$2 Million BRT Study Underway
25 detectors along 9-mile Bus Rapid Transit route measure traffic to find best route.
Last week, a crew from TranSmart, a Madison company, erected a solar panel on a light pole just a few away from a Luke parking meter station in the 400 block of E. Wells St., leading a passerby to inquire if the two were to be connected.
In fact, no. The solar panel would not be used to power the nearby collector of municipal revenue, but instead was related to planning for the proposed East-West Bus Rapid Transit (BRT) system.
The panel was one of 25 placed along the proposed route, and will power devices in a traffic study.
The traffic study is part of the project development phase of the project which consists of engineering and design as well as an environmental assessment of the project design.
For the traffic analysis, 25 detector units were installed along the BRT corridor to collect current traffic pattern data. The units anonymously detect Bluetooth devices (phones, wireless headphones, vehicle communications, etc.) to determine existing travel patterns from vehicles utilizing the local street system.
In addition, the project team recently completed intersection turning movement counts (which count all vehicles, pedestrians, and bicycles as they move through the intersection) using video detection technology.
“The traffic count data, along with the Bluetooth travel pattern data, will be used to assess how the proposed BRT may affect existing traffic conditions and to create a traffic model that analyzes future traffic conditions with and without the proposed BRT service.
$2 Million For More Than Traffic Study
Milwaukee County budgeted $2 million for this phase of the project, which includes all the engineering and design work, the environmental assessment in accordance with the National Environmental Policy Act, public engagement, etc.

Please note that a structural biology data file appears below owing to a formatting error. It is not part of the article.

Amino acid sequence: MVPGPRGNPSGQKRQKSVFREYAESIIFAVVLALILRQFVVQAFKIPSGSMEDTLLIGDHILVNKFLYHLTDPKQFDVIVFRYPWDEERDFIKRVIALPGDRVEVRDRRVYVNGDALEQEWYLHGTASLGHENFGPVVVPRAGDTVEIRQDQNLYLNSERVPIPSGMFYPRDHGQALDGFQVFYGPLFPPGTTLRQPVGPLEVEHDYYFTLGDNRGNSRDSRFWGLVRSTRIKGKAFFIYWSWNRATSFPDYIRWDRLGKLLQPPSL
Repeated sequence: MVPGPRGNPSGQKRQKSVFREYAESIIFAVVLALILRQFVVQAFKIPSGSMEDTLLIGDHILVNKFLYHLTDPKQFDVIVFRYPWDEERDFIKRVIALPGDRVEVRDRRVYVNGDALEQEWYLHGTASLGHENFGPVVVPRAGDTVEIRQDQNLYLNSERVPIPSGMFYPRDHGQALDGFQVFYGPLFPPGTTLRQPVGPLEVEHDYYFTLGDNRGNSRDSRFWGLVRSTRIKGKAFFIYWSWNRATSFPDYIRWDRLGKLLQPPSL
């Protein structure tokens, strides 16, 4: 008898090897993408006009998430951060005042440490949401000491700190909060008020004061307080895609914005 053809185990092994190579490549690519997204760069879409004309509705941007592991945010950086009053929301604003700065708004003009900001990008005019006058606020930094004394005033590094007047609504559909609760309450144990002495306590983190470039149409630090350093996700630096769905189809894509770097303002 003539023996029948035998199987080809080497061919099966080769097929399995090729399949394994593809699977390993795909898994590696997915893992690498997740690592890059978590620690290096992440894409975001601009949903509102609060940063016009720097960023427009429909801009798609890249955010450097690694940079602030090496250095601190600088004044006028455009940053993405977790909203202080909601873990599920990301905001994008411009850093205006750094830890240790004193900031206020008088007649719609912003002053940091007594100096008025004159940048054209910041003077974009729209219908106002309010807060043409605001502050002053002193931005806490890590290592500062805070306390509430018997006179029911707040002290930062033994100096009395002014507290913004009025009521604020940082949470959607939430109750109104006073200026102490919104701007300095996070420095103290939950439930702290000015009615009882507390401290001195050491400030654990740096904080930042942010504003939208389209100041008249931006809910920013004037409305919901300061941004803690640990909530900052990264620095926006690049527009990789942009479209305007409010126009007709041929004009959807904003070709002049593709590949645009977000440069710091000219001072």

All this money can be used as part of the required local match for federal funds.
“As you might remember, last year was phase one, technically referred to as the feasibility study, and that included numerous public meetings and votes by the Cities of Milwaukee and Wauwatosa and the County Board and we submitted a grant request to the FTA for the project,” Conway notes.
Although the projected route through downtown is on Wisconsin Avenue, the E. Wells Street location where the solar panel was installed last week is being considered as an alternative “if conditions arise in which the preferred route is found not to be feasible,” according to the BRT website.
Timeline Being Finalized
Conway added that the timeline for this year is still being finalized, while data is in the process of being accumulated. This is customary in today’s fast-track design/build projects.
The public will be invited to comment, Conway said: “We expect to have enough information to kick off some public meetings on the station and lane design in May.”
More information can be found at http://www.eastwestbrt.com/